4. How do I know if a dog food is legume-free and pea-free?

You’ll need to read the ingredients list on the dog food package carefully. Look for terms like chickpeas, lentils, and all kinds of peas, and make sure they are not listed.

5. Is a legume-free and pea-free diet nutritionally adequate for my dog?

Yes, as long as the food is balanced and contains high-quality sources of protein, fats, and carbohydrates. Always look for the AAFCO statement on the label to confirm that the food meets nutritional standards.

6. Can a legume-free and pea-free diet benefit dogs with allergies?

It can, especially if your dog has been diagnosed with a specific allergy to legumes or peas. Eliminating these from the diet can alleviate symptoms like skin irritation or digestive issues.

7. Do veterinary diet foods contain peas and legumes?

It depends on the specific formulation and the medical condition it is designed to address. Always read the ingredient list and consult your veterinarian for advice tailored to your dog’s health needs.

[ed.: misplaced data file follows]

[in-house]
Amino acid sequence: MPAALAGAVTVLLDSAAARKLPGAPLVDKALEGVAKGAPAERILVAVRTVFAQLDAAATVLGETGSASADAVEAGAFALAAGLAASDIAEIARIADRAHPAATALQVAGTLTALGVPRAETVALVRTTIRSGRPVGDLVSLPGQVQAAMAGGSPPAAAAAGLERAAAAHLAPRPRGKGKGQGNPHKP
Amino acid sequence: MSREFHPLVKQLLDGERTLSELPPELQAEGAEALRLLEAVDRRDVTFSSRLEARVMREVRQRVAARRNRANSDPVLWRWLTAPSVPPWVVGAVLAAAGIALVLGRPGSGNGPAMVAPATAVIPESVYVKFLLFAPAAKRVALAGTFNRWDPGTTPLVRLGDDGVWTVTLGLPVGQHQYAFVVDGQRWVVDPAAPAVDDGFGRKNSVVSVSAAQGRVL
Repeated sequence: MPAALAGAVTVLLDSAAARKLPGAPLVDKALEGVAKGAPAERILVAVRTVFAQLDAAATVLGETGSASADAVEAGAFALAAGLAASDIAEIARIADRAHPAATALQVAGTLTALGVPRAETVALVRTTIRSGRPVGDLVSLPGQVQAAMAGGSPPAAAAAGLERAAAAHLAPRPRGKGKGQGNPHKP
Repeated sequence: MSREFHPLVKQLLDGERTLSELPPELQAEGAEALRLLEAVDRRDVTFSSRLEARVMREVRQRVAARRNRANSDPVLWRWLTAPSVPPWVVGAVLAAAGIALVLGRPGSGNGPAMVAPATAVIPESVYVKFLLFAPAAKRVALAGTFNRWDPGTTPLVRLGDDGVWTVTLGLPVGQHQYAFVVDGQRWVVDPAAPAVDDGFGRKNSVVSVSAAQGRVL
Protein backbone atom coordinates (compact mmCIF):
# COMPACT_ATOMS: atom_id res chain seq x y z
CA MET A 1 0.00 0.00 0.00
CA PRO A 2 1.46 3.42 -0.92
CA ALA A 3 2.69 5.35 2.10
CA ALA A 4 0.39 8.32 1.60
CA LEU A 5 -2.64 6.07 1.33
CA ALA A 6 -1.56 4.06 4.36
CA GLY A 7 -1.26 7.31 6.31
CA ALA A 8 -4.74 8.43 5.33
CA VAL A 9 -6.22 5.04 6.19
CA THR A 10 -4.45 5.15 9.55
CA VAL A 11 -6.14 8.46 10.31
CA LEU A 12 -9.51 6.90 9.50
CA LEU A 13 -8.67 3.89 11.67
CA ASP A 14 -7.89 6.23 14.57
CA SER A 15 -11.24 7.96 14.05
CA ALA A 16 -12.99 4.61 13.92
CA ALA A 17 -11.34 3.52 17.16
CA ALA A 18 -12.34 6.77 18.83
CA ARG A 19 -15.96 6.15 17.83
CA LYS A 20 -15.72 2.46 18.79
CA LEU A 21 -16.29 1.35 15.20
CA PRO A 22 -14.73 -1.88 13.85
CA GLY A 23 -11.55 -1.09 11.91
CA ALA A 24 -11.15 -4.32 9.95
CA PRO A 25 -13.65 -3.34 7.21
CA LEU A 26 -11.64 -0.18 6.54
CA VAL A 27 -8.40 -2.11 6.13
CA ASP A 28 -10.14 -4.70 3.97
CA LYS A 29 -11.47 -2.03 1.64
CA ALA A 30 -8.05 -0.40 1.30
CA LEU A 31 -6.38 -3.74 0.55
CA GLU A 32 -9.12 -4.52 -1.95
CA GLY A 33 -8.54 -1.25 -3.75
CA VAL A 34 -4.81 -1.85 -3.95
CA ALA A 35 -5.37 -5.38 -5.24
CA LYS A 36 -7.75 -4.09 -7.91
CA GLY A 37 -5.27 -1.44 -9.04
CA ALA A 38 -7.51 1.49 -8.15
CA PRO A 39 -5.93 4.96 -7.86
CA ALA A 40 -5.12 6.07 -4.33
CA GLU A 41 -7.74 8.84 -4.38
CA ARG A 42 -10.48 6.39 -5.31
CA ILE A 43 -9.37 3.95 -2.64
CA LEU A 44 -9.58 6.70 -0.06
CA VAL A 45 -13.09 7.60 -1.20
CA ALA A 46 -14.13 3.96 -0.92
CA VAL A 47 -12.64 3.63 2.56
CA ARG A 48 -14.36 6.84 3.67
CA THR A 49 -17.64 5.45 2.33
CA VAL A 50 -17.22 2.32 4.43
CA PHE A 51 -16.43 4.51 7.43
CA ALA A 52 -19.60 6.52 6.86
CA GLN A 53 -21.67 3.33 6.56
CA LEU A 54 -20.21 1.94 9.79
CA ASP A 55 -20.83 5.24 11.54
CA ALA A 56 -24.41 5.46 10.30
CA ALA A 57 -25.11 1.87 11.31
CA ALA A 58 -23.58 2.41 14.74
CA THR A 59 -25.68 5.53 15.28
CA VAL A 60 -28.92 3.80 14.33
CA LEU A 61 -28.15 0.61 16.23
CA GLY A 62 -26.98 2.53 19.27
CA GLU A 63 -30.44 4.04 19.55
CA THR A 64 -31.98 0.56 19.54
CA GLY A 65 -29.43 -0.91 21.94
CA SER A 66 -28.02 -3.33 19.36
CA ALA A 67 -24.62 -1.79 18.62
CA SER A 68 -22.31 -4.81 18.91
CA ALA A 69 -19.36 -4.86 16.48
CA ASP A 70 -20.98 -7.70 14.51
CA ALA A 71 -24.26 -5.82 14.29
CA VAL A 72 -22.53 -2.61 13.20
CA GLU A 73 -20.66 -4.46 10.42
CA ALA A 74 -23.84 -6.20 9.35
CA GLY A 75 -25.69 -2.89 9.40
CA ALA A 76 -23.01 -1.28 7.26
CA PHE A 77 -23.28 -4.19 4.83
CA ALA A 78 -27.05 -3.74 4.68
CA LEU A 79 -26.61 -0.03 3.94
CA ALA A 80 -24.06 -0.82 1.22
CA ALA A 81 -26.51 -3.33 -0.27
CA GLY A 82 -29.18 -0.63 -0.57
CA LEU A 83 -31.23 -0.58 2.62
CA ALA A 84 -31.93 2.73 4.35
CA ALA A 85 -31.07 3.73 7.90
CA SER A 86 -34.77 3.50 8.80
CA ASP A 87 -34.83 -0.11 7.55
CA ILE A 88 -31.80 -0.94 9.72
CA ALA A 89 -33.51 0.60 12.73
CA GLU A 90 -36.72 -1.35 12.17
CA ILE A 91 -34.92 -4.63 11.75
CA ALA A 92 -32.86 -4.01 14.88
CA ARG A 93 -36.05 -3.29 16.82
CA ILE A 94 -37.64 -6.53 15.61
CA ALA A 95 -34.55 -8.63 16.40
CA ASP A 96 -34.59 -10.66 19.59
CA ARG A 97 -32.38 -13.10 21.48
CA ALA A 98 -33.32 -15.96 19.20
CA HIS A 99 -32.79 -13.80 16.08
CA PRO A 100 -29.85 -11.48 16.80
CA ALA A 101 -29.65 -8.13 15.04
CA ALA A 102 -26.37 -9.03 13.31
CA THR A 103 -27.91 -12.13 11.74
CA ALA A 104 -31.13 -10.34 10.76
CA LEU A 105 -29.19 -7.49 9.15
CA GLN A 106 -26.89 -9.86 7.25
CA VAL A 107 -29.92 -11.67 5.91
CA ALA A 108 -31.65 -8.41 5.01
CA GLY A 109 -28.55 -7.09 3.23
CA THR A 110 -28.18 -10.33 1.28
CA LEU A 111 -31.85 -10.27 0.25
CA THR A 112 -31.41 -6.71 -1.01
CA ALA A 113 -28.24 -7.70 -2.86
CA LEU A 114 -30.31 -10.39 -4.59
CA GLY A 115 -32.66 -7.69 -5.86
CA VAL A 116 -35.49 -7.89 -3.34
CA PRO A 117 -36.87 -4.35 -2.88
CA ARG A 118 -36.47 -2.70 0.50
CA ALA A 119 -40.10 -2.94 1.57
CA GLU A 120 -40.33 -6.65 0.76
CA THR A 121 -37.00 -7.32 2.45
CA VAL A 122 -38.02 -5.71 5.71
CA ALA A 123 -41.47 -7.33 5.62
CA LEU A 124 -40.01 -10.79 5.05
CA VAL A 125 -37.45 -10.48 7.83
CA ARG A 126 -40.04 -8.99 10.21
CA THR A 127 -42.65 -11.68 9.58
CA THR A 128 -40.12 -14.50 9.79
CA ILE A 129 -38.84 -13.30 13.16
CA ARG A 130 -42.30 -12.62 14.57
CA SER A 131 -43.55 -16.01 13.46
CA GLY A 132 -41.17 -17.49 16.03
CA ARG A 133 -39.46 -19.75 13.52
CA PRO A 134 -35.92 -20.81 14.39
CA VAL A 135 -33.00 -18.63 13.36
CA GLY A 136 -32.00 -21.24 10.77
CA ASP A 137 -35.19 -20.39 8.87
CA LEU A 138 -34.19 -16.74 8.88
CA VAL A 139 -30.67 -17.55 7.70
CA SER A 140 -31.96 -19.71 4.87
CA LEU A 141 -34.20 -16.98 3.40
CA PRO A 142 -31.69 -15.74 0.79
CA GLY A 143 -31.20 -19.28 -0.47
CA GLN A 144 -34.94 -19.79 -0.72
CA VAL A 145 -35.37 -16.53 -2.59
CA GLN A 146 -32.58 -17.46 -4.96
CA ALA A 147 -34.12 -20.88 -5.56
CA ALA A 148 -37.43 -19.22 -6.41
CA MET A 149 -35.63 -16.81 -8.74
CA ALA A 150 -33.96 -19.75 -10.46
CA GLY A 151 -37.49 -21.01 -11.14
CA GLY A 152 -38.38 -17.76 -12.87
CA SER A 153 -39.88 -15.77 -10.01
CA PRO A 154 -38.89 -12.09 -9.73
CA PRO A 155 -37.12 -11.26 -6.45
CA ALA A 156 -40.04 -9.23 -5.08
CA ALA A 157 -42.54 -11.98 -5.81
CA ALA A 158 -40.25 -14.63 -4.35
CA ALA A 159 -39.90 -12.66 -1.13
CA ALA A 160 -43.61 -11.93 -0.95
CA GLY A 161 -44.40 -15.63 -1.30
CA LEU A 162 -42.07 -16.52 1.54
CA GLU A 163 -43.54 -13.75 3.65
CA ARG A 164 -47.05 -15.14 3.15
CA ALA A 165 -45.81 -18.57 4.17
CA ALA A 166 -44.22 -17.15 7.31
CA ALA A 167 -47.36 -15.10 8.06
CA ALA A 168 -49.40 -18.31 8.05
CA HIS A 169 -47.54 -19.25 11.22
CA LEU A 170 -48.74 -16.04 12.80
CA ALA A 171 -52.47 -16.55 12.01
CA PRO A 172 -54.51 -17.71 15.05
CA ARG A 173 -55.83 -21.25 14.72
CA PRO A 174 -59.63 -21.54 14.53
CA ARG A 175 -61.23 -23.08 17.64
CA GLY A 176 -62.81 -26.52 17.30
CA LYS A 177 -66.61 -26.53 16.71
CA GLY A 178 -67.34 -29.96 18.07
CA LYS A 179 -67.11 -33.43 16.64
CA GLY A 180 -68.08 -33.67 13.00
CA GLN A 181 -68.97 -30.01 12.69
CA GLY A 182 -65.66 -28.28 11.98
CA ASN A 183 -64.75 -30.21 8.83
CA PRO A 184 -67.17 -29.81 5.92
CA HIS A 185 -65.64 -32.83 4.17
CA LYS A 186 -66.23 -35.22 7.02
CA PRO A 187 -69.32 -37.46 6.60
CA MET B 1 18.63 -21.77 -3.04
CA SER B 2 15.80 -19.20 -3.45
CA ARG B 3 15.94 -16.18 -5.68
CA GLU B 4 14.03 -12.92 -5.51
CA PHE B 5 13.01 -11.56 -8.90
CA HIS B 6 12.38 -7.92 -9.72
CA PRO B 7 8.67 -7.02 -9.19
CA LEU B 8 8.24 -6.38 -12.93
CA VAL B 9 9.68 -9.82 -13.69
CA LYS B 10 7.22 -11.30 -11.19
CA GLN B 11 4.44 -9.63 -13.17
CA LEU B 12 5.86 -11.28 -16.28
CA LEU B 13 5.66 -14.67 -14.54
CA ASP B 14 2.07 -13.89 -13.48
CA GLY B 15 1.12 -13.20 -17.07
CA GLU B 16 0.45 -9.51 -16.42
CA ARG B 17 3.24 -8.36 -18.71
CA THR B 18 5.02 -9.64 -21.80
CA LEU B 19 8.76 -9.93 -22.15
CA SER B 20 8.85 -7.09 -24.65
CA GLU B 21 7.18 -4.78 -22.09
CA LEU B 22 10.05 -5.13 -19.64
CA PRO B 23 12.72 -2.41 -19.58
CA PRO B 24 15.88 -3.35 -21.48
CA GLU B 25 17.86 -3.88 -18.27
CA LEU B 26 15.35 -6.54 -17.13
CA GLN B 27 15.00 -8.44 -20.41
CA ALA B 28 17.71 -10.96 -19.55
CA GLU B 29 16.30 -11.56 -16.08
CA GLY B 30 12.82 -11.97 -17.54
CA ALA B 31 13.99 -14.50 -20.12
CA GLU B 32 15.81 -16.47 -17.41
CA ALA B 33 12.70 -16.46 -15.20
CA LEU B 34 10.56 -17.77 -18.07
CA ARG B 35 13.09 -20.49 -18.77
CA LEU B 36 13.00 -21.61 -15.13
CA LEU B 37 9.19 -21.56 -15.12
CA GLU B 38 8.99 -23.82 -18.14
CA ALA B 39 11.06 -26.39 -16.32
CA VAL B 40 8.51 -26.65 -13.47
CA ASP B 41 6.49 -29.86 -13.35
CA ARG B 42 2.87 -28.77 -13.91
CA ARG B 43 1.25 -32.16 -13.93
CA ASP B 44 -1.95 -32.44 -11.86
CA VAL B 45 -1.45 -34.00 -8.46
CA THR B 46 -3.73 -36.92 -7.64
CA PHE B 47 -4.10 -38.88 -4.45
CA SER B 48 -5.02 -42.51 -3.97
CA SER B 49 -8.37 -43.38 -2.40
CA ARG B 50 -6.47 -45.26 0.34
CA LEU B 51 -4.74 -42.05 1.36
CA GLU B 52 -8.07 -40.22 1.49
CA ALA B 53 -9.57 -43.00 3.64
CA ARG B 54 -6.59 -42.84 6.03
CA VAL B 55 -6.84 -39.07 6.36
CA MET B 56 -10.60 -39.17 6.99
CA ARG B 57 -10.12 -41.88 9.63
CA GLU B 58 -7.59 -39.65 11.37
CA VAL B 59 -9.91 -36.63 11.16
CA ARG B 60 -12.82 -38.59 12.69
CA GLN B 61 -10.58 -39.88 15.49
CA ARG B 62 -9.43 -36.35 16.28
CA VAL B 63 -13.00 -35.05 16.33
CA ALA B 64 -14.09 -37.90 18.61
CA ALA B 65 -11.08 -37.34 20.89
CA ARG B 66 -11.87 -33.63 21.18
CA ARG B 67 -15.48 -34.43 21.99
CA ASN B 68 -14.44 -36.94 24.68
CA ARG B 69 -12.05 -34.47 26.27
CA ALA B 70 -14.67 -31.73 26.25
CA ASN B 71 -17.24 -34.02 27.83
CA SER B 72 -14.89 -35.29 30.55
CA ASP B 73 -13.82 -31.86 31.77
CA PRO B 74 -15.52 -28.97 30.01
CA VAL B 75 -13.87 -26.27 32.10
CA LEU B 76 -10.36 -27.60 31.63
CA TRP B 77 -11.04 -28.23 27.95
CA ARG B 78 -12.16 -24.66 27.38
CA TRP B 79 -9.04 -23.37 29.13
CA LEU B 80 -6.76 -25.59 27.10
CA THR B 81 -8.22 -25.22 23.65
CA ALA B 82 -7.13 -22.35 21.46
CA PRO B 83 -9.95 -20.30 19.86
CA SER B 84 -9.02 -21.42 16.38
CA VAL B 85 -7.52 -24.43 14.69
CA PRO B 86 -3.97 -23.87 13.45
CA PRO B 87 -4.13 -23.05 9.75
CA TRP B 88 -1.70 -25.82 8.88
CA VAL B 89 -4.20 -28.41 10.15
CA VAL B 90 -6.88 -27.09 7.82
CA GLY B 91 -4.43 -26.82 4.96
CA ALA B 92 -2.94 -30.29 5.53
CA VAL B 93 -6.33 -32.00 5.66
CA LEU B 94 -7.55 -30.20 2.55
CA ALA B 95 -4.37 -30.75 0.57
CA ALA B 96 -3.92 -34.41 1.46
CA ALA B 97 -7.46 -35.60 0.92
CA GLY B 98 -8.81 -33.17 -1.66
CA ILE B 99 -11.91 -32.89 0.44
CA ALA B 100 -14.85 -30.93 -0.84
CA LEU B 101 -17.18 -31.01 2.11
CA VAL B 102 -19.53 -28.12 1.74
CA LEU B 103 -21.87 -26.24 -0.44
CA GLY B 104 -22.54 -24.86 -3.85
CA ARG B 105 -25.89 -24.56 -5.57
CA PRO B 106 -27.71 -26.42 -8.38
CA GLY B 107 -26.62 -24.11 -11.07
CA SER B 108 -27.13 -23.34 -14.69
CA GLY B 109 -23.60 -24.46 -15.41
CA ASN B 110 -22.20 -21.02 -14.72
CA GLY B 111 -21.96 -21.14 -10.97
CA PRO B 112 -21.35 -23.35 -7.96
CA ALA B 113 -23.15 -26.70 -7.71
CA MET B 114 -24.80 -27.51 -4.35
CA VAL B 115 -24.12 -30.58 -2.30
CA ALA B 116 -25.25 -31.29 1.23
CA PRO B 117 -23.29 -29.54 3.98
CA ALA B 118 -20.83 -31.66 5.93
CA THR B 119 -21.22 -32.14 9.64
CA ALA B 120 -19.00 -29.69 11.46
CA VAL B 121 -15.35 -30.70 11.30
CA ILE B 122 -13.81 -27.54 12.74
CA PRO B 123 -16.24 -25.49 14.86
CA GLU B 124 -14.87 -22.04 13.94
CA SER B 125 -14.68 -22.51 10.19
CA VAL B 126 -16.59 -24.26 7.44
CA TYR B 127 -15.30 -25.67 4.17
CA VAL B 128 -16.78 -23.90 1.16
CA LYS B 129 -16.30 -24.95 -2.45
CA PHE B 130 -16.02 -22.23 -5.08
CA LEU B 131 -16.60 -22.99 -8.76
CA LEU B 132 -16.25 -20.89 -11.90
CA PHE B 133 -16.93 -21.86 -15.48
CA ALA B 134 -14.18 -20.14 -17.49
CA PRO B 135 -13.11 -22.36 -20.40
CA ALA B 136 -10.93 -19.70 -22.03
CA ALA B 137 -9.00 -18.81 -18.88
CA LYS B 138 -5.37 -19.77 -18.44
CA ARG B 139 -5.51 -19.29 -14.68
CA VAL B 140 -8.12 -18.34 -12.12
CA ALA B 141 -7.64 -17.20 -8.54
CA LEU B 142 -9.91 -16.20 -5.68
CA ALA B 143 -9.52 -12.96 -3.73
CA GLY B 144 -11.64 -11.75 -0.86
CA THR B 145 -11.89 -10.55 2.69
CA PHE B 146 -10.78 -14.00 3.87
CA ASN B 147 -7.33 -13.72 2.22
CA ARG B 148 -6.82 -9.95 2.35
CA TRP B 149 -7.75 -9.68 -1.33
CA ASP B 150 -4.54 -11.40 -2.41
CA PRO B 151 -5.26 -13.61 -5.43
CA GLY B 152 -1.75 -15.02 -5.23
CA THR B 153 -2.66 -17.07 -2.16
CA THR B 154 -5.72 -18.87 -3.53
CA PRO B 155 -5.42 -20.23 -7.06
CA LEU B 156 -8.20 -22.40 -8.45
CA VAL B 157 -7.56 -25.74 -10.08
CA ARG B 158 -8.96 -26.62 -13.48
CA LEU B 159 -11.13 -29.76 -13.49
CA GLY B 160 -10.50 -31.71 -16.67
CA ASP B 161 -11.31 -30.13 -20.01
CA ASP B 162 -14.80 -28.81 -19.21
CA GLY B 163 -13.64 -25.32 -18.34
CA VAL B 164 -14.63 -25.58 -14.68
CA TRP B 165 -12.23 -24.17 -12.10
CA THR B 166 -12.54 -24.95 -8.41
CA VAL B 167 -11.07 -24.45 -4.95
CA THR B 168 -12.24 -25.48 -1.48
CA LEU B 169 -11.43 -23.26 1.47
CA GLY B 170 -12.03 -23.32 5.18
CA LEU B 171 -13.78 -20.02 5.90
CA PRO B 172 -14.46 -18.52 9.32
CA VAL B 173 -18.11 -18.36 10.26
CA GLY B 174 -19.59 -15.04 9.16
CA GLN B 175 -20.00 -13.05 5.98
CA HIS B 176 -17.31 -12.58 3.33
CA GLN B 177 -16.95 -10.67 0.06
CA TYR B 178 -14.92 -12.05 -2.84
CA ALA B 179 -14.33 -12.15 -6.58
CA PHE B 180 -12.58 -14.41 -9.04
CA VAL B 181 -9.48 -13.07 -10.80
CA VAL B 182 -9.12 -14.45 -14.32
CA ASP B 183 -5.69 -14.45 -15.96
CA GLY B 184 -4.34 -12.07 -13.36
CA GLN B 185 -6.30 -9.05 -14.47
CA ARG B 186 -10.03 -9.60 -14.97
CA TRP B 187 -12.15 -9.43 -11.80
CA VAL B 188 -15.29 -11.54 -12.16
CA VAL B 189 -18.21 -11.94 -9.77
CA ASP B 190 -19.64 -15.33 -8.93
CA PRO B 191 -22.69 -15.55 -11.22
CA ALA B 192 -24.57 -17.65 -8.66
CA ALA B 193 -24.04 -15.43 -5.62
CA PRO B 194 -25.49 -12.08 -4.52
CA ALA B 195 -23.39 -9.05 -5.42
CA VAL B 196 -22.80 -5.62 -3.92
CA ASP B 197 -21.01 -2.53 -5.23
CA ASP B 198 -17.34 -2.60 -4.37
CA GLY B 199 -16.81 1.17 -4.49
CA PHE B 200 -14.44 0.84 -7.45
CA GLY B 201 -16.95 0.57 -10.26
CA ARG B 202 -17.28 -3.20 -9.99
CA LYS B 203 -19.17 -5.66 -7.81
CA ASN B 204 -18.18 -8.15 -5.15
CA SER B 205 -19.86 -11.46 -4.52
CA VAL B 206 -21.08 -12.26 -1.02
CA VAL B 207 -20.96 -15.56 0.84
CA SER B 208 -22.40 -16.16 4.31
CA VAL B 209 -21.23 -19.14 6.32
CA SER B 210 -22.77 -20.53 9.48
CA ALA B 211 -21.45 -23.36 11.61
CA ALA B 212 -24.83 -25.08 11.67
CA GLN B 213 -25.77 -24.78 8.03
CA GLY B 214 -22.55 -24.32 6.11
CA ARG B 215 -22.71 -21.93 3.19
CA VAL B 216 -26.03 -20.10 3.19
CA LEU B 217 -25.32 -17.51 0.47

8. Are legume-free and pea-free dog foods more expensive?

Not necessarily. The cost can vary depending on the brand, the quality of ingredients used, and whether the food is a specialized formula. Some high-quality, legume-free, and pea-free foods may be on the pricier side, but there are also budget-friendly options.

9. How do I transition my dog to a legume-free and pea-free food?

Transition slowly over a period of 7-10 days, gradually increasing the amount of the new food while decreasing the old one. This will help avoid gastrointestinal upset.

10. Should I consult my vet before switching to a legume-free and pea-free diet?

Yes, it’s always a good idea to consult your veterinarian for personalized advice, especially if your dog has existing health conditions or dietary restrictions.

Conclusion: Best Dog Foods without Peas & Legumes

In conclusion, the search for high-quality dog food without peas and legumes doesn’t have to be a daunting task. We’ve discussed several exceptional brands and formulas that prioritize whole proteins, beneficial fats, and essential vitamins and minerals while avoiding the controversial ingredients in question. Always consult your veterinarian before making any significant dietary changes, but rest assured that there are plenty of nutritious, pea-free, and legume-free options available to keep your pup healthy and happy.

iHeartDogs is reader-supported. Some of the links below may be paid affiliate links, where we receive a small commission on a product at no additional cost to you.